Internal Politics of the Muslim Brotherhood and the IAF
The decision to participate in 2007 after the massive government crackdown since 2006 lead to a rising influence of more “confrontational” and “pro-Hamas” representatives, who gradually took over important positions in both the movement and the party by 2009. But, as Muhammad Abu Rumman underlines, the most recent decision to boycott came behind an initiative by so-called doves – namely to put the issue of “electoral reform” centre-stage and to call for an institutionalization in Jordan of a “real constitutional monarchy”.3 When this suggestion became obvious, the government was even more hesitant to initiate anything more than some smaller changes in terms of the women’s quota, four additional seats for the northern cities of Amman, Zarqa and Irbid as well as the introduction virtual sub-districts. The final boycott decision of the MB/IAF was then announced in July 2010. i.e. fourth months before the scheduled election date and two months after the declaration of the temporary election law in May. Before, the movement/party had displayed its traditional form of internal consultation and democratic procedures; while the movement/party leadership was rather divided about the potential benefits of a participation in the elections, the social base clearly voted in favour of the boycott. And the policy of communicating the boycott and of keeping the vast majority of supporters and delegates testifies to the coherence and hierarchical implementation of political decision taken by the movement/party.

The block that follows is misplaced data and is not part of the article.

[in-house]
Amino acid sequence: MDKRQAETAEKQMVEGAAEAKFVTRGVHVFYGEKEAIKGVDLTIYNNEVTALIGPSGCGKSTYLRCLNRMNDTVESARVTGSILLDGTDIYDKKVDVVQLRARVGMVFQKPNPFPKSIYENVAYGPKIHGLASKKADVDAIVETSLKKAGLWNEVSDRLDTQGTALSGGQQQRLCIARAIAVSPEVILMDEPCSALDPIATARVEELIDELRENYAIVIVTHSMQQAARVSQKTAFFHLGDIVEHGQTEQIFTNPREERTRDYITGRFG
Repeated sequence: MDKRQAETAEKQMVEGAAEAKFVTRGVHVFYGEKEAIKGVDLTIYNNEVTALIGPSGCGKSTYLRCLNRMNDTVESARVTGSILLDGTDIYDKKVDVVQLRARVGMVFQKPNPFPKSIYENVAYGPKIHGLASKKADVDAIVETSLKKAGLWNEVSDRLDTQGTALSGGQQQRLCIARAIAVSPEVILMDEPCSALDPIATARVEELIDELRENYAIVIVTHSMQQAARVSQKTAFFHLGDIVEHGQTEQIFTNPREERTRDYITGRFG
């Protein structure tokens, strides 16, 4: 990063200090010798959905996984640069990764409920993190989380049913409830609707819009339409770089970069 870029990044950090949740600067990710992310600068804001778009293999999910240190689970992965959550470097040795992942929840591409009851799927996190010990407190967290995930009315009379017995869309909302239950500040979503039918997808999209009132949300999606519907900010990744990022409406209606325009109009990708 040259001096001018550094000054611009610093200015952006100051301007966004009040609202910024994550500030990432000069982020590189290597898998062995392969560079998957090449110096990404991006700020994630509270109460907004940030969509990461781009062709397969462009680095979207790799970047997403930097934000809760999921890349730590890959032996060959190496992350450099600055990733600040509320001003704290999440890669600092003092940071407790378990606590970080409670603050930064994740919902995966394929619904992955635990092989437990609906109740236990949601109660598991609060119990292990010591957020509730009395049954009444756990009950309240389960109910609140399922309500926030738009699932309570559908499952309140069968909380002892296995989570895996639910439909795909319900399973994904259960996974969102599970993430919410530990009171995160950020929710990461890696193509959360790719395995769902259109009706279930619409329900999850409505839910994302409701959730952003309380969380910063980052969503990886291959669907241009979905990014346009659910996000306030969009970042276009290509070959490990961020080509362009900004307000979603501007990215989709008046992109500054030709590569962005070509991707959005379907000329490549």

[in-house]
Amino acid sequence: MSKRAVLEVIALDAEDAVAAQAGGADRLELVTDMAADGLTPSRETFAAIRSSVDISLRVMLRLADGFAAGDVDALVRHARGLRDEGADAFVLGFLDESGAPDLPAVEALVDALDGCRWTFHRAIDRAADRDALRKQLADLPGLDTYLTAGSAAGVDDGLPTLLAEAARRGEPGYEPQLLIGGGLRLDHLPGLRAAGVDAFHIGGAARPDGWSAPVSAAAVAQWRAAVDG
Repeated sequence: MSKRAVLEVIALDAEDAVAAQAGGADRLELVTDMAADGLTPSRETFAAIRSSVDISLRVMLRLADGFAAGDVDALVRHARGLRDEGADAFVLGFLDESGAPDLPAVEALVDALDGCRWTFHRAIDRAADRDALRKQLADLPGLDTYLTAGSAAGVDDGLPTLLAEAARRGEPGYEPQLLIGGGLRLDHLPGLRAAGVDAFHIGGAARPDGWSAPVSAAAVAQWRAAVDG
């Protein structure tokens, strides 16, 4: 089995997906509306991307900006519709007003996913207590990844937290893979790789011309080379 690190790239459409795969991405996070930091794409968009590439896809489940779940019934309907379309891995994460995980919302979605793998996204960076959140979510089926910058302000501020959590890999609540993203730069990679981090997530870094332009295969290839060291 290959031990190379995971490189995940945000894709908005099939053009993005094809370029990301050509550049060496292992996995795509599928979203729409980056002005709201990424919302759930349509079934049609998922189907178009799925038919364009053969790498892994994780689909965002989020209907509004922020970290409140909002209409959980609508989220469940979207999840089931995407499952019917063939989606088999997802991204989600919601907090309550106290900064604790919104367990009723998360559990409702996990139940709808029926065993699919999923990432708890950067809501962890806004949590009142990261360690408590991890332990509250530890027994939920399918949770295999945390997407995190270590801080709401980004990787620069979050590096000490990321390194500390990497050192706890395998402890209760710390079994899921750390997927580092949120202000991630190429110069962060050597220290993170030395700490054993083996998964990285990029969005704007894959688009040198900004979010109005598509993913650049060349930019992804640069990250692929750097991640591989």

Future perspectives: Back to 1997?